The History of the Encounter

 

The knights of the the Middle Ages used to have stylized and highly colored drawings painted on their shields. These enabled them to quickly distinguish friend from foe when they were clobbering each other on the battlefield. These paintings, called the knight's "arms", were originally simple geometric shapes, but through the centuries, they evolved towards a more elaborate evocation of the reality and the para-reality that surrounded the said knights. That is why coats of arms are often adorned with various representations of all the animals known at the time, but also with those of multiple fanciful beings, such as

 

Dragons (source: www.blason-armoiries.org)

Sirens (source: fr.wikipedia.org)

Unicorns (source: fbecuwe.free.fr)

and

Chimeras (source: fr.wikipedia.org)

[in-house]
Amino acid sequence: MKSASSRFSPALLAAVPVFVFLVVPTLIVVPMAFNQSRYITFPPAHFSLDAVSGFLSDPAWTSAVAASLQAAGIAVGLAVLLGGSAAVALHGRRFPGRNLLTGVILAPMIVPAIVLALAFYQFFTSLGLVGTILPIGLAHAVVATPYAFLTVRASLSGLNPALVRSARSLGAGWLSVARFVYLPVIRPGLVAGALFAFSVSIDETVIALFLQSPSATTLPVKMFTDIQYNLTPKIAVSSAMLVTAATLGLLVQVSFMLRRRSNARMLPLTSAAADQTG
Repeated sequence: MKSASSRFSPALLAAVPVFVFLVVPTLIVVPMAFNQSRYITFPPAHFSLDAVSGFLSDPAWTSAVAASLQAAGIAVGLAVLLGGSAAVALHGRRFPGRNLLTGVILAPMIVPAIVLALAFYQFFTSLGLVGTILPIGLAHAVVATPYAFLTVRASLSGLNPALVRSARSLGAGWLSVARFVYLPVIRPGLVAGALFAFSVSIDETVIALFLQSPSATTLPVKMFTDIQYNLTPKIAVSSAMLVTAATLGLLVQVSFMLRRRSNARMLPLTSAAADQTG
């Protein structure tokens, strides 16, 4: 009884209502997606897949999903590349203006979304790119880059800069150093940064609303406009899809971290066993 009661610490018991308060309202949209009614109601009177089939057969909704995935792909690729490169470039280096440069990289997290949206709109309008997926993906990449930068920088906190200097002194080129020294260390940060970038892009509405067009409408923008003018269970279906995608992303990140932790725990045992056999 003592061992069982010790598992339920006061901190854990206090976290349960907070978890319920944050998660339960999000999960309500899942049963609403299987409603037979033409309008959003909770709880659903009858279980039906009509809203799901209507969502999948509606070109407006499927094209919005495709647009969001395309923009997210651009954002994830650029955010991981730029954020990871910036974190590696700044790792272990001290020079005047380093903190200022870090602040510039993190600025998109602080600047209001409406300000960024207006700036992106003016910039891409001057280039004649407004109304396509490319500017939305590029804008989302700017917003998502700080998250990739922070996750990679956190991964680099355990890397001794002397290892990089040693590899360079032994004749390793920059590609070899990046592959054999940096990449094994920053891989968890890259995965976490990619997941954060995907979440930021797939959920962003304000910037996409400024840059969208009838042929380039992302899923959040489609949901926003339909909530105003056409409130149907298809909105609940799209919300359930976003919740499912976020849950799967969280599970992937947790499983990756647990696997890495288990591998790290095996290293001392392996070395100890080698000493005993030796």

In heraldry, the colorful language of the coat of arms, the French word "rencontre" (meaning encounter) designates the head of an animal seen full face and showing both eyes. Technically speaking, an animal seen as a "rencontre" is described as "guardant", or "caboshed", if the head is severed at the neck. Guardant is defined in opposition to "passant", an adjective applied to an animal seen in profile..

 

As an example:




The horse in this painting titled Free, is guardant, as in a "rencontre", while




this painting called Passage de dragon, is represents a dragon passant!


I stretched the concept of encounter just enough so that it would encompass humans as well as animals. Today, even though it is  not my only type of drawing, the "rencontre" has become my favourite theme.

 

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